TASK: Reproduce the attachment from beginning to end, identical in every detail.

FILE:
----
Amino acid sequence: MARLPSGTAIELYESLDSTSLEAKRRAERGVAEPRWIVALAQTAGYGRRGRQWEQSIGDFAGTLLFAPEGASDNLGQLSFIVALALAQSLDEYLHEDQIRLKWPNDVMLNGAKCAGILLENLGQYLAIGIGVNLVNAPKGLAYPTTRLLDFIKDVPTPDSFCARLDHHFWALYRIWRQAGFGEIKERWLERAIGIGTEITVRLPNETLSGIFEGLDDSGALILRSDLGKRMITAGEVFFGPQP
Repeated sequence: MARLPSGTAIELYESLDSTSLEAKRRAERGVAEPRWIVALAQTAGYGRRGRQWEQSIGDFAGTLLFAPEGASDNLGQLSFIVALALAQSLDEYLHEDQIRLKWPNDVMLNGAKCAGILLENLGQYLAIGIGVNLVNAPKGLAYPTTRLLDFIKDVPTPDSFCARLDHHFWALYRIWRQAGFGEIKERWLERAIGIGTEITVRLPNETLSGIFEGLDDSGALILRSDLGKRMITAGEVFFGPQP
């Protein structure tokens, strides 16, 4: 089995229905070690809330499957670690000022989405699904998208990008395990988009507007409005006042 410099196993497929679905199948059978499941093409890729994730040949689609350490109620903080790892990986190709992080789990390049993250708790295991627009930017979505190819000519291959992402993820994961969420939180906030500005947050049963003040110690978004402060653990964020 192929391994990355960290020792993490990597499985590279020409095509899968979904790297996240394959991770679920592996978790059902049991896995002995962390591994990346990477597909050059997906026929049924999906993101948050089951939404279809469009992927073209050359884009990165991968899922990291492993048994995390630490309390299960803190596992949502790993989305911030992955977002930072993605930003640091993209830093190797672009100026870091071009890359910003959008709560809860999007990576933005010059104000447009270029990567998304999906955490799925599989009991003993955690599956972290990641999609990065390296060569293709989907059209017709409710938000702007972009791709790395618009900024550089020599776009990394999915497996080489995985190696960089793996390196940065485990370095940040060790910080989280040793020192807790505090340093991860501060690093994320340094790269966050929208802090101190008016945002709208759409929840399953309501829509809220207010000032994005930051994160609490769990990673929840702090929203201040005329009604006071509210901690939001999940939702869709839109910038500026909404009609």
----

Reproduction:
Amino acid sequence: MARLPSGTAIELYESLDSTSLEAKRRAERGVAEPRWIVALAQTAGYGRRGRQWEQSIGDFAGTLLFAPEGASDNLGQLSFIVALALAQSLDEYLHEDQIRLKWPNDVMLNGAKCAGILLENLGQYLAIGIGVNLVNAPKGLAYPTTRLLDFIKDVPTPDSFCARLDHHFWALYRIWRQAGFGEIKERWLERAIGIGTEITVRLPNETLSGIFEGLDDSGALILRSDLGKRMITAGEVFFGPQP
Repeated sequence: MARLPSGTAIELYESLDSTSLEAKRRAERGVAEPRWIVALAQTAGYGRRGRQWEQSIGDFAGTLLFAPEGASDNLGQLSFIVALALAQSLDEYLHEDQIRLKWPNDVMLNGAKCAGILLENLGQYLAIGIGVNLVNAPKGLAYPTTRLLDFIKDVPTPDSFCARLDHHFWALYRIWRQAGFGEIKERWLERAIGIGTEITVRLPNETLSGIFEGLDDSGALILRSDLGKRMITAGEVFFGPQP
């Protein structure tokens, strides 16, 4: 089995229905070690809330499957670690000022989405699904998208990008395990988009507007409005006042 410099196993497929679905199948059978499941093409890729994730040949689609350490109620903080790892990986190709992080789990390049993250708790295991627009930017979505190819000519291959992402993820994961969420939180906030500005947050049963003040110690978004402060653990964020 192929391994990355960290020792993490990597499985590279020409095509899968979904790297996240394959991770679920592996978790059902049991896995002995962390591994990346990477597909050059997906026929049924999906993101948050089951939404279809469009992927073209050359884009990165991968899922990291492993048994995390630490309390299960803190596992949502790993989305911030992955977002930072993605930003640091993209830093190797672009100026870091071009890359910003959008709560809860999007990576933005010059104000447009270029990567998304999906955490799925599989009991003993955690599956972290990641999609990065390296060569293709989907059209017709409710938000702007972009791709790395618009900024550089020599776009990394999915497996080489995985190696960089793996390196940065485990370095940040060790910080989280040793020192807790505090340093991860501060690093994320340094790269966050929208802090101190008016945002709208759409929840399953309501829509809220207010000032994005930051994160609490769990990673929840702090929203201040005329009604006071509210901690939001999940939702869709839109910038500026909404009609």